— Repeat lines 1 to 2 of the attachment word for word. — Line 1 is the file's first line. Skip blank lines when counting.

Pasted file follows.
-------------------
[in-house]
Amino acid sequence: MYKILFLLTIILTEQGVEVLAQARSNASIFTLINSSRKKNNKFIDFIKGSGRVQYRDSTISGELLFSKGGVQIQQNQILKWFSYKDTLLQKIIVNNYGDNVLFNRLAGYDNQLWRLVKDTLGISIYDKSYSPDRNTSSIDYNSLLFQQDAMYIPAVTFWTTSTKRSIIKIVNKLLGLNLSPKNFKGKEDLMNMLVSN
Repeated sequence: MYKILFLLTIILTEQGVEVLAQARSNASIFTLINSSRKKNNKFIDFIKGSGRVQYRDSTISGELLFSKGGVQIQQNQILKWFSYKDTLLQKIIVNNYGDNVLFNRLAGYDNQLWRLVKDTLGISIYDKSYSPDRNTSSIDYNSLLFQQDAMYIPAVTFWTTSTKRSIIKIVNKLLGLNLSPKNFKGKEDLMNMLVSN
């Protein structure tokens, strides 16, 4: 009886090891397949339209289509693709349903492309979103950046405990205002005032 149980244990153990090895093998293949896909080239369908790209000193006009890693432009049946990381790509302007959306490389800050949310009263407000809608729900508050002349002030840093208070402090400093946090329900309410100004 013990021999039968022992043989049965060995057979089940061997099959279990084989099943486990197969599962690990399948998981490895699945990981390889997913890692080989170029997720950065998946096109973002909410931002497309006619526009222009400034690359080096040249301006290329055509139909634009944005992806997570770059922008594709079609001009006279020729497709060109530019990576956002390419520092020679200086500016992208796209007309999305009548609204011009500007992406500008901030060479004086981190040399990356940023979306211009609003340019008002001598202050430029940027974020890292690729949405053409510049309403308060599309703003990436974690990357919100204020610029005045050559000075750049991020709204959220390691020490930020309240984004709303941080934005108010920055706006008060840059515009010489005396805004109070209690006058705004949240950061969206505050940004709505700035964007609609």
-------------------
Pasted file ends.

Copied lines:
[in-house]
Amino acid sequence: MYKILFLLTIILTEQGVEVLAQARSNASIFTLINSSRKKNNKFIDFIKGSGRVQYRDSTISGELLFSKGGVQIQQNQILKWFSYKDTLLQKIIVNNYGDNVLFNRLAGYDNQLWRLVKDTLGISIYDKSYSPDRNTSSIDYNSLLFQQDAMYIPAVTFWTTSTKRSIIKIVNKLLGLNLSPKNFKGKEDLMNMLVSN